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Hint: We will consider the variation of value of acceleration due to gravity with the distance from the centre of the earth. Two cases can arise, one for distance from the centre is smaller than the radius of the earth and the other case is distance from the centre is larger than the radius for earth.

Formula used-

For $ R>r $ , $ g'\propto r $

For $ r>R $ , $ g'\propto \dfrac{1}{{{r}^{2}}} $

Complete step-by-step answer:

Gravitational acceleration, or the acceleration due to gravity, is defined as the free fall acceleration of a body in vacuum, without any drag force. The acceleration due to gravity is the acceleration gained by a body because of gravitational force. Its SI unit is $ m{{s}^{-2}} $ . Gravitational acceleration is a vector quantity, meaning it has both magnitude and direction.

The value of gravitational acceleration varies with altitude (height), depth, shape of earth and rotation of earth about its own axis.

The acceleration due to gravity at a depth $ d $ below the surface of earth is given by,

$ \begin{align}

& g'=\dfrac{GM}{{{R}^{2}}}\left( 1-\dfrac{d}{R} \right) \\

& g'=g\left( 1-\dfrac{d}{R} \right) \\

\end{align} $

At the centre of Earth, $ d=R $

$ g'=0 $

At the centre of earth, acceleration due to gravity is zero.

The acceleration due to gravity $ g $ varies with distance $ r $ , where $ r>R $ , is given by,

$ \begin{align}

& g'=\dfrac{g}{{{\left( 1+\dfrac{h}{R} \right)}^{2}}} \\

& g'=\dfrac{g{{R}^{2}}}{{{r}^{2}}} \\

& g'\propto \dfrac{1}{{{r}^{2}}} \\

\end{align} $

Here, $ R+h=r $

For, $ r \[\begin{align}

& g'=g\left( 1-\dfrac{d}{R} \right) \\

& g'=\dfrac{gr}{R} \\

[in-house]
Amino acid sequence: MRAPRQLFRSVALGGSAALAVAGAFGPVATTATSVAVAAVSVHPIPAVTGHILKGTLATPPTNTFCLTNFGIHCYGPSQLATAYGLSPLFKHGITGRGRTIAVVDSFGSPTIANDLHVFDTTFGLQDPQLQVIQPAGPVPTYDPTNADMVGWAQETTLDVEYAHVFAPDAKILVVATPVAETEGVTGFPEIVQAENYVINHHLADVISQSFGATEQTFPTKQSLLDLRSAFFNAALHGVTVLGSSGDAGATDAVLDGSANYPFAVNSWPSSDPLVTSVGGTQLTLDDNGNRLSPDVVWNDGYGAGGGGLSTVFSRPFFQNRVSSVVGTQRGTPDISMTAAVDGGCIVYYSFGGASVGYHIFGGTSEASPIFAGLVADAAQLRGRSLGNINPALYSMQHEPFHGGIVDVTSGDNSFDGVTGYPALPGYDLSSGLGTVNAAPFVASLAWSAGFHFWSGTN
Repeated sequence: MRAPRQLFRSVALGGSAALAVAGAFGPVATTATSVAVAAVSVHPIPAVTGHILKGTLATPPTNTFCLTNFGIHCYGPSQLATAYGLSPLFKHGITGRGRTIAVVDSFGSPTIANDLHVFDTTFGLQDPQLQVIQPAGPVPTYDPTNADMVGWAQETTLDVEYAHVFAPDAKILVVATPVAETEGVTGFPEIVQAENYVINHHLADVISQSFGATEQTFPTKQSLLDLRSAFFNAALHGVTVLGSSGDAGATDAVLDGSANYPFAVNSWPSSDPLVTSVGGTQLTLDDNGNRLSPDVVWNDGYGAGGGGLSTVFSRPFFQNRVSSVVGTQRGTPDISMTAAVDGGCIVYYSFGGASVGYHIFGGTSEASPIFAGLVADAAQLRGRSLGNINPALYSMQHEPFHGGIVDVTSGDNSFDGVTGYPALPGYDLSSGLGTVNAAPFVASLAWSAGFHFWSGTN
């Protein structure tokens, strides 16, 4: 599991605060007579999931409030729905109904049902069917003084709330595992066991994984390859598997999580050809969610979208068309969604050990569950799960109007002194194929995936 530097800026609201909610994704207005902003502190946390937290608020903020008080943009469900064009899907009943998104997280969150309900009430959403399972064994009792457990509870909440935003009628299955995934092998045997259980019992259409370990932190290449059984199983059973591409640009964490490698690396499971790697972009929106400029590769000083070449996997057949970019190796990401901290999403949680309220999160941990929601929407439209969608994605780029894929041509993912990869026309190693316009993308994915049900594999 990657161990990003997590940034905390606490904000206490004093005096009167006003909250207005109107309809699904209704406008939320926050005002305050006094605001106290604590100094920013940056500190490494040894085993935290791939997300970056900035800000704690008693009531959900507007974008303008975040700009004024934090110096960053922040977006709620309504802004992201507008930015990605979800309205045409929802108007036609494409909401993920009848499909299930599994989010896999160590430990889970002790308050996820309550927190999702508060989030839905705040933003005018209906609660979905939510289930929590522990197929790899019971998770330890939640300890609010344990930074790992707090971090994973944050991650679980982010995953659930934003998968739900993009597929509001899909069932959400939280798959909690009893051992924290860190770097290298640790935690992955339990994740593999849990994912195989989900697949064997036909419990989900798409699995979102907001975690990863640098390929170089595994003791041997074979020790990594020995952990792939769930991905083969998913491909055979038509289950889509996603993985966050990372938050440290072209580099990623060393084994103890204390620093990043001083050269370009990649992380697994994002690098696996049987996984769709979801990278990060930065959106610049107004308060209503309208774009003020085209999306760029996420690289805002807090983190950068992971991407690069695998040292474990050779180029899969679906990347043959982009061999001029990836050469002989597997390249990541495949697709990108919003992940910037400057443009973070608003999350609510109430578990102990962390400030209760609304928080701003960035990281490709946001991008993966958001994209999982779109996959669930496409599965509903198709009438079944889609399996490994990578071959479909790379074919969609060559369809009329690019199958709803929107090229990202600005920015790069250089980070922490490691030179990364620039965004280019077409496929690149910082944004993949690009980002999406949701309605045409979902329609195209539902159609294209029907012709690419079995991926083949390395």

& g'\propto r \\

\end{align}\]

Here, $ R-d=r $

Thus, for $ r>R $ , we have $ g'\propto \dfrac{1}{{{r}^{2}}} $

And for For $ R>r $ , we have $ g'\propto r $

Hence, the correct option is D.

Note:

At a given place, for a fixed value of distance from the centre of earth, the value of acceleration due to gravity is constant. But the value of gravitational acceleration changes from one place to another. For an object placed at some height, the value of gravitational acceleration is less as compared to that placed on the surface of earth. As the depth increases, the value of gravitational acceleration falls.

Formula used-

For $ R>r $ , $ g'\propto r $

For $ r>R $ , $ g'\propto \dfrac{1}{{{r}^{2}}} $

Complete step-by-step answer:

Gravitational acceleration, or the acceleration due to gravity, is defined as the free fall acceleration of a body in vacuum, without any drag force. The acceleration due to gravity is the acceleration gained by a body because of gravitational force. Its SI unit is $ m{{s}^{-2}} $ . Gravitational acceleration is a vector quantity, meaning it has both magnitude and direction.

The value of gravitational acceleration varies with altitude (height), depth, shape of earth and rotation of earth about its own axis.

The acceleration due to gravity at a depth $ d $ below the surface of earth is given by,

$ \begin{align}

& g'=\dfrac{GM}{{{R}^{2}}}\left( 1-\dfrac{d}{R} \right) \\

& g'=g\left( 1-\dfrac{d}{R} \right) \\

\end{align} $

At the centre of Earth, $ d=R $

$ g'=0 $

At the centre of earth, acceleration due to gravity is zero.

The acceleration due to gravity $ g $ varies with distance $ r $ , where $ r>R $ , is given by,

$ \begin{align}

& g'=\dfrac{g}{{{\left( 1+\dfrac{h}{R} \right)}^{2}}} \\

& g'=\dfrac{g{{R}^{2}}}{{{r}^{2}}} \\

& g'\propto \dfrac{1}{{{r}^{2}}} \\

\end{align} $

Here, $ R+h=r $

For, $ r

& g'=g\left( 1-\dfrac{d}{R} \right) \\

& g'=\dfrac{gr}{R} \\

& g'\propto r \\

\end{align}\]

Here, $ R-d=r $

Thus, for $ r>R $ , we have $ g'\propto \dfrac{1}{{{r}^{2}}} $

And for For $ R>r $ , we have $ g'\propto r $

Hence, the correct option is D.

Note:

At a given place, for a fixed value of distance from the centre of earth, the value of acceleration due to gravity is constant. But the value of gravitational acceleration changes from one place to another. For an object placed at some height, the value of gravitational acceleration is less as compared to that placed on the surface of earth. As the depth increases, the value of gravitational acceleration falls.

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